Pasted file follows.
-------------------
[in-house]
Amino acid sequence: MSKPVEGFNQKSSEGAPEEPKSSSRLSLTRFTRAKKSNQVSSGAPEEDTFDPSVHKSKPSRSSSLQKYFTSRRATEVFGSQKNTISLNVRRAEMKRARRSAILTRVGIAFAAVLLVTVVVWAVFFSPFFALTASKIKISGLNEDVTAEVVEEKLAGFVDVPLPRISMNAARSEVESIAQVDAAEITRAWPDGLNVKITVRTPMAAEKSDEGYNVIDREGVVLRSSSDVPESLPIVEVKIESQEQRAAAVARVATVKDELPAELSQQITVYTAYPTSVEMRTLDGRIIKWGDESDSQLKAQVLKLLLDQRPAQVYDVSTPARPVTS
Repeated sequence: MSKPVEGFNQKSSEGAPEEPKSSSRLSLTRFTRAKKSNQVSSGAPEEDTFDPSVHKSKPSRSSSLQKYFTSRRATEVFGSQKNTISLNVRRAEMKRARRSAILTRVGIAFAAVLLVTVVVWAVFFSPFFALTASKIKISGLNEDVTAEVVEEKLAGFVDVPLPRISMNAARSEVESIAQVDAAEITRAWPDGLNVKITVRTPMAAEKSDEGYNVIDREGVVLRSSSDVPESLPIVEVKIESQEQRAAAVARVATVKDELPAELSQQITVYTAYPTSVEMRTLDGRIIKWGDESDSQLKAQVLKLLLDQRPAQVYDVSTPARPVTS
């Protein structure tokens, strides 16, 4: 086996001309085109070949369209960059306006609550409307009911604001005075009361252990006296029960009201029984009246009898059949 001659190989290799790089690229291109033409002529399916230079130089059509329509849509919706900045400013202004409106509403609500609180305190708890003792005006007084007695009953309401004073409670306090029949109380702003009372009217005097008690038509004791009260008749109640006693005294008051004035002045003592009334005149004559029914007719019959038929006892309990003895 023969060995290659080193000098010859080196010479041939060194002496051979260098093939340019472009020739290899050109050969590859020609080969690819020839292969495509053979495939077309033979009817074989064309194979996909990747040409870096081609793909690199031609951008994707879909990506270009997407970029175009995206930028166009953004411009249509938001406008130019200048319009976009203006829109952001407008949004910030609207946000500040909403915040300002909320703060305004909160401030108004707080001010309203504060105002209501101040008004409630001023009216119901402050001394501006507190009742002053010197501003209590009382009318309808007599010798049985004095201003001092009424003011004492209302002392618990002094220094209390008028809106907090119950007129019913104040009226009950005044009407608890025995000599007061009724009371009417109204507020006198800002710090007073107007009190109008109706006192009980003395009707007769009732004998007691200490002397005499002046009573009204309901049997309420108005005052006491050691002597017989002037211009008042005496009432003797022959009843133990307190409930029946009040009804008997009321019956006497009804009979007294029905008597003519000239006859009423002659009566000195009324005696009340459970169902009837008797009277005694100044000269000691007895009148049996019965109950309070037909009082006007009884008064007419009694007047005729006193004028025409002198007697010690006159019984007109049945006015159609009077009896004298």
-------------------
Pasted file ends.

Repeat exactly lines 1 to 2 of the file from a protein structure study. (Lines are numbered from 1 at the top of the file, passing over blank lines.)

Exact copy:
[in-house]
Amino acid sequence: MSKPVEGFNQKSSEGAPEEPKSSSRLSLTRFTRAKKSNQVSSGAPEEDTFDPSVHKSKPSRSSSLQKYFTSRRATEVFGSQKNTISLNVRRAEMKRARRSAILTRVGIAFAAVLLVTVVVWAVFFSPFFALTASKIKISGLNEDVTAEVVEEKLAGFVDVPLPRISMNAARSEVESIAQVDAAEITRAWPDGLNVKITVRTPMAAEKSDEGYNVIDREGVVLRSSSDVPESLPIVEVKIESQEQRAAAVARVATVKDELPAELSQQITVYTAYPTSVEMRTLDGRIIKWGDESDSQLKAQVLKLLLDQRPAQVYDVSTPARPVTS